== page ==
Butterfly valves have become a standard valve solution for controlling flow in a variety of industrial piping applications. Their low-profile, compact design allows installation into tight spaces where other valve types may not fit. Let’s explore the types of butterfly valves commonly used as well as characteristics to consider when selecting one.
GG-series valves like the ggg50 butterfly valve has standard wafer or lug body styles suitable for line sizes 1/2″ to 48″. The disc is connected to the valve stem via a stub or shaft depending on design. Bolted bonnet construction allows re-packing without dismantling. EPDM or PTFE seat materials provide tight shut-off against liquids and gases.
U-Type Butterfly Valves
U type butterfly valves have a U-shaped yoke that forms the top and bottom of the valve body along with a short sleeve section. This configuration eliminates cavities where solids could collect. U-style valves tend to have higher pressure ratings and bubble-tight shut-off compared to wafer types. They are a good choice for slurries, pastes or powders prone to settling.
Lug-Type Butterfly Valves
Similar to U-types but with extended lugs drilled and tapped instead of a short sleeve section. Lugs allow bolting between two flanges for maximum-strength installations subject to high differential pressures. Suitable for line pressures 300 PSI and above in applications like power plants, refineries or large pipelines.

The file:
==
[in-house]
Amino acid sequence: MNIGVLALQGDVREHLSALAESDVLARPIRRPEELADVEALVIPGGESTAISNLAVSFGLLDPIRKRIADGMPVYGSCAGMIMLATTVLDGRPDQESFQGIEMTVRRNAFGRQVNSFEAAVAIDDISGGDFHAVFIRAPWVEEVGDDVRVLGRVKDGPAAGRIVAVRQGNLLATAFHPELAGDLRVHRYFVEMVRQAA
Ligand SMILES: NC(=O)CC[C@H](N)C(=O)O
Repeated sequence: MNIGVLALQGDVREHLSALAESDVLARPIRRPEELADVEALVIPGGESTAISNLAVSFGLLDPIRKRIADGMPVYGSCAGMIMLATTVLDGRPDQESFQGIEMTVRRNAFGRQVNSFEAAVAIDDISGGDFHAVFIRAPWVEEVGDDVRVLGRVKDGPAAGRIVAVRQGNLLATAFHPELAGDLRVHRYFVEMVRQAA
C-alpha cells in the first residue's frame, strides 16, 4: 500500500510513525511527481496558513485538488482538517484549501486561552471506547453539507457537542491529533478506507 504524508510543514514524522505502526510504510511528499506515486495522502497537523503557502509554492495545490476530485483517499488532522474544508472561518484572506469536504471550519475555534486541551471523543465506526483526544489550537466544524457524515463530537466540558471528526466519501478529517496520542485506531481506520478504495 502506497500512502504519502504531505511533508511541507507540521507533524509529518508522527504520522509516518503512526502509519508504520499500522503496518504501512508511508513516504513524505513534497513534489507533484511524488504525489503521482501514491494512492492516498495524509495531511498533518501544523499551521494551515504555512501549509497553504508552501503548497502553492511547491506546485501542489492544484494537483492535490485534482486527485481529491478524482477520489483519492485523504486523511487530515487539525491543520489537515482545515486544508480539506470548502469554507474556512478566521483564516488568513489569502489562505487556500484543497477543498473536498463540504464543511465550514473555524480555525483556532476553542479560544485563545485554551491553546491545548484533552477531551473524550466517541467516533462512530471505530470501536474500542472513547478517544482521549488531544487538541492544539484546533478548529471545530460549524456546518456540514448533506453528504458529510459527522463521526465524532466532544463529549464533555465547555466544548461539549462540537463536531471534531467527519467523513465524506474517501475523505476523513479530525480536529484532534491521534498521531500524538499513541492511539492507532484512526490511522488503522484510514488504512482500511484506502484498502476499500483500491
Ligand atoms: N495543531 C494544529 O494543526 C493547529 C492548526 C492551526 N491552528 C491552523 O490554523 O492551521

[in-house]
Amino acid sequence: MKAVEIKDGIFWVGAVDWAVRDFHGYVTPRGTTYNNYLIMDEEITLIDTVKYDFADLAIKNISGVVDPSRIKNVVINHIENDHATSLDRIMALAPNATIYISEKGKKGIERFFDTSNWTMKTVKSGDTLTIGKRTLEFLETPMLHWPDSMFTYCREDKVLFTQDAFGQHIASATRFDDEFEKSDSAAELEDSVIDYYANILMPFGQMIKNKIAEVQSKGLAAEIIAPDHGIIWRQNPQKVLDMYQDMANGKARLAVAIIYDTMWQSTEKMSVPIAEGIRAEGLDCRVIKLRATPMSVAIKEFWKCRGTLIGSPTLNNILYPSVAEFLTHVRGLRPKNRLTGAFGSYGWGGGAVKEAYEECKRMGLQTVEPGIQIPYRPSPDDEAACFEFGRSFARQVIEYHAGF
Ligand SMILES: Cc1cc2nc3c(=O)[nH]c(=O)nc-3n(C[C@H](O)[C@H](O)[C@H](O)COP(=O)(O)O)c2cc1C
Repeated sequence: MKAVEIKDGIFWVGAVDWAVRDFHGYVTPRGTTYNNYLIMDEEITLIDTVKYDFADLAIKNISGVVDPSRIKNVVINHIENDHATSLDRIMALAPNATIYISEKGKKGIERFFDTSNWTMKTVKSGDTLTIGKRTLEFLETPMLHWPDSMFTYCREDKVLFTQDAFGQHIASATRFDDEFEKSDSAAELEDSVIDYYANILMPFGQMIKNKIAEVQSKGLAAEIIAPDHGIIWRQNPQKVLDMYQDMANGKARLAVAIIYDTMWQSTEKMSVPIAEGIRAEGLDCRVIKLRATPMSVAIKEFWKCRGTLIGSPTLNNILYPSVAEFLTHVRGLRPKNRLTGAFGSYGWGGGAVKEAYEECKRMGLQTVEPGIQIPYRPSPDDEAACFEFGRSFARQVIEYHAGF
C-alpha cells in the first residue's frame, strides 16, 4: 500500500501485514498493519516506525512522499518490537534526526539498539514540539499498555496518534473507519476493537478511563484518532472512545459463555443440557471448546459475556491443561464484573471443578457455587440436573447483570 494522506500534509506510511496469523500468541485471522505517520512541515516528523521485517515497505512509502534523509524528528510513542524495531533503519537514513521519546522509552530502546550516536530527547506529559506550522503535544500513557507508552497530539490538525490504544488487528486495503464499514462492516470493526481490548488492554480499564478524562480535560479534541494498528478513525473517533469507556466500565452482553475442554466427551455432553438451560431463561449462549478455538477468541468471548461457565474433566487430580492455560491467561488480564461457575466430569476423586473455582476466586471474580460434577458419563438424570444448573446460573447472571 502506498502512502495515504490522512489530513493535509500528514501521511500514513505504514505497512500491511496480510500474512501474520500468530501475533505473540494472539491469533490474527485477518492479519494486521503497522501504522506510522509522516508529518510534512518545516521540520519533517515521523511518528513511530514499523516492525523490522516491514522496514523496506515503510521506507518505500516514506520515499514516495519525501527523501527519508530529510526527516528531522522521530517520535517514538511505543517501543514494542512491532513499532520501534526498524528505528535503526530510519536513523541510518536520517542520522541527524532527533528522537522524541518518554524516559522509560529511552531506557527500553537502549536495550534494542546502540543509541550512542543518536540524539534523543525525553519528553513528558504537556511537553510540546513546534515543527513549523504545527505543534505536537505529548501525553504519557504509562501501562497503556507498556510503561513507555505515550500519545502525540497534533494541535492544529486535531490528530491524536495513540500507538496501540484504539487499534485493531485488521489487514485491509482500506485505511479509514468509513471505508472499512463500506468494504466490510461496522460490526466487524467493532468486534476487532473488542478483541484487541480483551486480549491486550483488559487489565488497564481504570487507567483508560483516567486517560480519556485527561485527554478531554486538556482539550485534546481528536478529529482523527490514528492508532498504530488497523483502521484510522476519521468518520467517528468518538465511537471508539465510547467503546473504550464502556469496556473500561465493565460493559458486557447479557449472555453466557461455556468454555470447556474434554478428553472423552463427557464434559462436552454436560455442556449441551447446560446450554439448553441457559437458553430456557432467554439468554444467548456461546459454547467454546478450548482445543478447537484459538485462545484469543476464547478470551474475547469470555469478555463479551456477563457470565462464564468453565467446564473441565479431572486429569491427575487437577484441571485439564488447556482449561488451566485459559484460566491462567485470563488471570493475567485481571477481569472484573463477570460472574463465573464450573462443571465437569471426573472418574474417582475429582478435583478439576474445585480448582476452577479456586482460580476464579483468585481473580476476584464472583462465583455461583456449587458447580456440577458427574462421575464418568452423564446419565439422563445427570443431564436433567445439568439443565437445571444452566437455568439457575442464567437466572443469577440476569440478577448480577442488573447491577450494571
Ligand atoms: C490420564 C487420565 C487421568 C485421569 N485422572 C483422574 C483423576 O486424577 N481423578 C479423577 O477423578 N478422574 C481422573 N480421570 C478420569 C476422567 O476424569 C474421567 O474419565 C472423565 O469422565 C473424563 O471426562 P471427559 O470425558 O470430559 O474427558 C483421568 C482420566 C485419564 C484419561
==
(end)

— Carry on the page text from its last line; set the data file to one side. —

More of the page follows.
LT butterfly valve is a specific type of lug-style butterfly valve:
- The LT butterfly valve has a lug-type body design.
- Due to its robust lug-style body, the LT butterfly valve has a higher pressure rating than wafer-style valves.
- LT valves require flanged connections between two pipe flanges.
- LT butterfly valves typically meet international standards like ANSI, DIN or JIS depending on the manufacturer.
Disc And Stem Connections
Most valves use either a stub shaft or threaded disc connection method to join the disc to the stem. Stub shaft connection provides strength and repairability by detaching the disc. Solid shaft designs offer higher torque transmission for severe service but are not as field-serviceable.
Seat And Disc Materials
Standard discs are made of polypropylene or stainless steel for corrosion resistance. Seats utilize resilient or metal-to-metal sealing for specific applications. Common seat elastomers include Buna-N, Viton, Teflon or Kalrez for chemical compatibility. Wafer valves typically use elastomer seats while high-pressure valves employ metal seats.
Maximum recommended velocity through a butterfly valve is around 25 feet/second depending on lining. Higher velocities would increase erosion risks to the disc edge and seat. Pressure limits vary per valve style and size – typically rubber-seated valves hold 150 PSI or less, while metal-seated types reach 300 PSI to 2500 PSI.
Industry-leading manufacturers provide top-quality butterfly valves in a variety of configurations. Top brands also supply automation, actuators, limit switches and controls to integrate valves into I/O systems for remote monitoring. Additional accessories include gear operators, gear-operated actuators or electric actuators for on-off service applications.
Butterfly valves offer an excellent economical flow control solution for many piping network applications. Selecting the right valve type, size, materials and construction for a given service delivers long-term performance and reliability.